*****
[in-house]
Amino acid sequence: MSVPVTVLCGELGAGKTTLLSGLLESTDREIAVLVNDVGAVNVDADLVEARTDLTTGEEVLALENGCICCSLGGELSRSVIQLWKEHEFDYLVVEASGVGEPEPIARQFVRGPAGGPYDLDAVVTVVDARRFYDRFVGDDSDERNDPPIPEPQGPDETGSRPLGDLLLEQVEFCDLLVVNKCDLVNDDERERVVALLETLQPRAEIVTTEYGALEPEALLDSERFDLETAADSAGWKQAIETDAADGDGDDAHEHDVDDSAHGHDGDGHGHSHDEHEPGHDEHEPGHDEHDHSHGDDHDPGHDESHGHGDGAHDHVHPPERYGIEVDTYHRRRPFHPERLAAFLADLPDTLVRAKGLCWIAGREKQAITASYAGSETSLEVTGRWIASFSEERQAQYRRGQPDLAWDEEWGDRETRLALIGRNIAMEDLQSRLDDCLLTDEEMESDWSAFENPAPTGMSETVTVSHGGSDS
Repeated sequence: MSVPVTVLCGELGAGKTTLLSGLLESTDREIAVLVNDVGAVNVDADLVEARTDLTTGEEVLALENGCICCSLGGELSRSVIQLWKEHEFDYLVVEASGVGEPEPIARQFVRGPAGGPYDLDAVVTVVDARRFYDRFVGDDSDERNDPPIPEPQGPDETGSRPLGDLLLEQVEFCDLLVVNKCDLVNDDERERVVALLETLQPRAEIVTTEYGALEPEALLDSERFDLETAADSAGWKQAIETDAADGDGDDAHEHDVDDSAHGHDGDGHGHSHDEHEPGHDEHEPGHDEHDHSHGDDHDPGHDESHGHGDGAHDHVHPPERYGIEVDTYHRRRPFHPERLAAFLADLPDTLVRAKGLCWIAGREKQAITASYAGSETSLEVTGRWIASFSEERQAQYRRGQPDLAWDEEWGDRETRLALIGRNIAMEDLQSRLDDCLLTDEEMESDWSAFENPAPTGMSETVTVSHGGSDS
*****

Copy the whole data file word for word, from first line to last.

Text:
[in-house]
Amino acid sequence: MSVPVTVLCGELGAGKTTLLSGLLESTDREIAVLVNDVGAVNVDADLVEARTDLTTGEEVLALENGCICCSLGGELSRSVIQLWKEHEFDYLVVEASGVGEPEPIARQFVRGPAGGPYDLDAVVTVVDARRFYDRFVGDDSDERNDPPIPEPQGPDETGSRPLGDLLLEQVEFCDLLVVNKCDLVNDDERERVVALLETLQPRAEIVTTEYGALEPEALLDSERFDLETAADSAGWKQAIETDAADGDGDDAHEHDVDDSAHGHDGDGHGHSHDEHEPGHDEHEPGHDEHDHSHGDDHDPGHDESHGHGDGAHDHVHPPERYGIEVDTYHRRRPFHPERLAAFLADLPDTLVRAKGLCWIAGREKQAITASYAGSETSLEVTGRWIASFSEERQAQYRRGQPDLAWDEEWGDRETRLALIGRNIAMEDLQSRLDDCLLTDEEMESDWSAFENPAPTGMSETVTVSHGGSDS
Repeated sequence: MSVPVTVLCGELGAGKTTLLSGLLESTDREIAVLVNDVGAVNVDADLVEARTDLTTGEEVLALENGCICCSLGGELSRSVIQLWKEHEFDYLVVEASGVGEPEPIARQFVRGPAGGPYDLDAVVTVVDARRFYDRFVGDDSDERNDPPIPEPQGPDETGSRPLGDLLLEQVEFCDLLVVNKCDLVNDDERERVVALLETLQPRAEIVTTEYGALEPEALLDSERFDLETAADSAGWKQAIETDAADGDGDDAHEHDVDDSAHGHDGDGHGHSHDEHEPGHDEHEPGHDEHDHSHGDDHDPGHDESHGHGDGAHDHVHPPERYGIEVDTYHRRRPFHPERLAAFLADLPDTLVRAKGLCWIAGREKQAITASYAGSETSLEVTGRWIASFSEERQAQYRRGQPDLAWDEEWGDRETRLALIGRNIAMEDLQSRLDDCLLTDEEMESDWSAFENPAPTGMSETVTVSHGGSDS